Danny Brown – Uknowhatimsayin¿
Danny Brown October 24, 2019
By: Logan Flesch
Danny Brown is an outsider in hip-hop. Though he has had a critically successful career dating back to his 2011 break-out project, The Hybrid, he has rarely seen commercial success. His highest charting album to date is 2013’s Old, which peaked at 18 and only held a position on the Billboard 200 for two weeks. It’s not like Danny has intentionally distanced himself from popular hip-hop artists; he’s collaborated with big names like Mac Miller, A$AP Rocky, Kendrick Lamar, and Eminem. However, Danny’s career is significantly different than the careers of the listed collaborators: Danny is not signed to a major label. Without the overwhelming marketing resources and connections afforded to the big names, Danny has not been able to find a foothold in the mainstream market. That’s not to say that Danny’s music isn’t fantastic, three years later and I still play Atrocity Exhibition routinely. “Really Doe”, a posse-cut featuring Kendrick Lamar, Earl Sweatshirt, and Ab-Soul, is one of my favorite songs from 2016. And who could dislike Danny rhyming about adolescent mischief over a laid-back beat in “Grown Up”? As great as this art has been, standing the test of time, it hasn’t been exceptionally profitable. In 2018, Danny revealed that he went into debt after spending over $70,000 on samples for Atrocity Exhibition. The logical question to ask after hearing that news is, “will Danny change his style to make money?” Danny’s answer? “Never look back, I will never change up.”
Uknowhatimsayin¿ is the fifth studio album from the thirty-eight-year-old Detroit native. The album consists of eleven tracks and clocks in at just under thirty-four minutes. When I originally read that album was a half hour long, I was disappointed. I’m typically a believer that a great album that warrants multiple playthroughs falls in the forty-five minutes to hour long timeslot. Boy was I wrong. Danny managed to keep me on the edge of my seat for every second of the album, but the shorter runtime allowed me to keep the album on repeat without it feeling like a chore to get through all of the tracks. Uknowhatimsayin¿ deserves to be listened through at least twice by every listener before they dismiss it because it isn’t “their style of music.” I have been listening to the album at the gym, walking to class, and just chilling at home. This album fits every one of these settings with ease.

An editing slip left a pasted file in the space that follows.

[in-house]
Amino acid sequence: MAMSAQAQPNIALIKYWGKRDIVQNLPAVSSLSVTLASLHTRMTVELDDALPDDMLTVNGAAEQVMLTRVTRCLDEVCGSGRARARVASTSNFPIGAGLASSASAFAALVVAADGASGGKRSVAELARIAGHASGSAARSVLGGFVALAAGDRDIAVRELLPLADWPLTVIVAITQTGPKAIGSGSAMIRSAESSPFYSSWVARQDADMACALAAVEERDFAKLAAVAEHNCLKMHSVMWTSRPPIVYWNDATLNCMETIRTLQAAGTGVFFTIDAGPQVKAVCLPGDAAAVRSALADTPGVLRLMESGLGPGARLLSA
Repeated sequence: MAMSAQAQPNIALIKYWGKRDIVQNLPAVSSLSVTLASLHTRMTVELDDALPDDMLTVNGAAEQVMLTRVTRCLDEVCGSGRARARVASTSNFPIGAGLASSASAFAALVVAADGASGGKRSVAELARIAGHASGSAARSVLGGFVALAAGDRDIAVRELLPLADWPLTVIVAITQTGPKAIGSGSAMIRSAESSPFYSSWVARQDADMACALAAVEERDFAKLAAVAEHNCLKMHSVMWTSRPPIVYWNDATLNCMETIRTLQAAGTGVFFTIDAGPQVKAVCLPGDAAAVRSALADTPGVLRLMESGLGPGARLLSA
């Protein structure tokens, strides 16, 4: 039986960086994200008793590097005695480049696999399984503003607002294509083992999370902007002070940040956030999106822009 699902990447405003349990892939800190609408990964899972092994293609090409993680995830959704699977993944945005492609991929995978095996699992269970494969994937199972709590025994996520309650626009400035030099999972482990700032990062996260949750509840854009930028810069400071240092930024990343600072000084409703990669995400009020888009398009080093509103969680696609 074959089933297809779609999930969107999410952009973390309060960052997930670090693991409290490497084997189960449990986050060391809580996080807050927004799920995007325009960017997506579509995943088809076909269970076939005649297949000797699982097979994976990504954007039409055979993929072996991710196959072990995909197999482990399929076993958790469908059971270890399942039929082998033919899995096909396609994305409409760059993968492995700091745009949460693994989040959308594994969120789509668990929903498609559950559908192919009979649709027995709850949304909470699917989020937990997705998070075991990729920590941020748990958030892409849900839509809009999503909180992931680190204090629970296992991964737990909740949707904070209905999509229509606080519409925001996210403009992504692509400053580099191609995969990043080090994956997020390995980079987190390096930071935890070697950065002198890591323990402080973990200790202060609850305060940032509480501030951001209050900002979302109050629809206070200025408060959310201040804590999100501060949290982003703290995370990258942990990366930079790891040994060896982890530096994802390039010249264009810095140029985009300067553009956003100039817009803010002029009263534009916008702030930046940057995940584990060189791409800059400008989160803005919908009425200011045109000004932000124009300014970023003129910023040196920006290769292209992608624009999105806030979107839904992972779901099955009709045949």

The physical transformation of Danny Brown from having a chipped front tooth and half-shaved head to a clean-cut guy with fixed teeth reflects much of his musical growth from Old to Atrocity Exhibition to uknowhatimsayin¿. Danny doesn’t go off on tangents about drug addiction and dope sickness over noisy, industrial beats now. There are still plenty of drug references in this album, but Danny seems to be in a much better space mentally than when he was working on Atrocity Exhibition. This album is much more mature, a refined piece of work where Brown seems to be at peace with position in the hip-hop sphere. Danny remains a fantastic player in the alternative/experimental hip-hop scene. Whereas artists like Death Grips and JPEGMAFIA can dismissed as “noise rap” or “internet rap,” Danny Brown can be enjoyed by hip-hop purists and experimentalists alike.
I don’t want to reduce Danny to a punchline rapper, his flow is ridiculous on most of these tracks, but these are the bars where he really shines on this album. Known for off-the-wall lyrics, Danny exceeds his fans expectations. Take the beginning of “Negro Spiritual”: “I’m on par like Tiger with two white broads, off three xanax, drunk driving in the rental car.” Or how about “Savage Nomad”: “I ignore a wh*re like an email from LinkedIn.” Now, when have you ever heard a rapper reference the top professional networking site? Especially when the verse is comparing a message from a woman to spam mail from said networking site. The album is filled with gems like these.
If I could only say one thing about this project, I’d say that Brown’s collaborators are top-tier and they come together to create an even better record. Here’s a shortlist of artists making guest appearances on the album: Run the Jewels, Flying Lotus, Thundercat, JPEGMAFIA (production and vocals), Blood Orange, and Q-Tip of A Tribe Called Quest. Every feature and production credit on this album feels calculated. Danny didn’t go out and get a Travis Scott feature so he could have a hit single to sell more records, he worked closely with artists that have similar styles and/or backgrounds in the hopes that he would have a cohesive project that resonated with his fan base. The result is an amazing project with bounce, intricate flow and wordplay, unreal production, and punchlines that make you grimace. Go listen to this album.
Favorite Songs: “Negro Spiritual”, “Theme Song”, “Combat”